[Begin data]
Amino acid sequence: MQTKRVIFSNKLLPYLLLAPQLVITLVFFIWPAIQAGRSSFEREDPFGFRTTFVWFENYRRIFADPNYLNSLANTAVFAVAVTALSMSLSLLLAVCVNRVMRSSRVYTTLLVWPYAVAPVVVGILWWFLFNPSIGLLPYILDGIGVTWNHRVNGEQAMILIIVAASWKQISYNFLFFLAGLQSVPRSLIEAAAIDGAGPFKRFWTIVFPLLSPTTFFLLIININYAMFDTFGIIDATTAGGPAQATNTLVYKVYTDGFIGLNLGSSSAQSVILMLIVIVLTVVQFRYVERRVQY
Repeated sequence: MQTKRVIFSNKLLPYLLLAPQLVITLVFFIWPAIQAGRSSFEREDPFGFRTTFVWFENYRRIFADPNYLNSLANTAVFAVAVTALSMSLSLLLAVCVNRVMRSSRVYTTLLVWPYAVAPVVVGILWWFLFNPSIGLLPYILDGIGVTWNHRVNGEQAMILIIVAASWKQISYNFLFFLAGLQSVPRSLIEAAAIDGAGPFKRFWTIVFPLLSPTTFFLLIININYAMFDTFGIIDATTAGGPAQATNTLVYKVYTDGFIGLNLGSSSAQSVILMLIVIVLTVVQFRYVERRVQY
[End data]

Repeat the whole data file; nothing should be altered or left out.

Amino acid sequence: MQTKRVIFSNKLLPYLLLAPQLVITLVFFIWPAIQAGRSSFEREDPFGFRTTFVWFENYRRIFADPNYLNSLANTAVFAVAVTALSMSLSLLLAVCVNRVMRSSRVYTTLLVWPYAVAPVVVGILWWFLFNPSIGLLPYILDGIGVTWNHRVNGEQAMILIIVAASWKQISYNFLFFLAGLQSVPRSLIEAAAIDGAGPFKRFWTIVFPLLSPTTFFLLIININYAMFDTFGIIDATTAGGPAQATNTLVYKVYTDGFIGLNLGSSSAQSVILMLIVIVLTVVQFRYVERRVQY
Repeated sequence: MQTKRVIFSNKLLPYLLLAPQLVITLVFFIWPAIQAGRSSFEREDPFGFRTTFVWFENYRRIFADPNYLNSLANTAVFAVAVTALSMSLSLLLAVCVNRVMRSSRVYTTLLVWPYAVAPVVVGILWWFLFNPSIGLLPYILDGIGVTWNHRVNGEQAMILIIVAASWKQISYNFLFFLAGLQSVPRSLIEAAAIDGAGPFKRFWTIVFPLLSPTTFFLLIININYAMFDTFGIIDATTAGGPAQATNTLVYKVYTDGFIGLNLGSSSAQSVILMLIVIVLTVVQFRYVERRVQY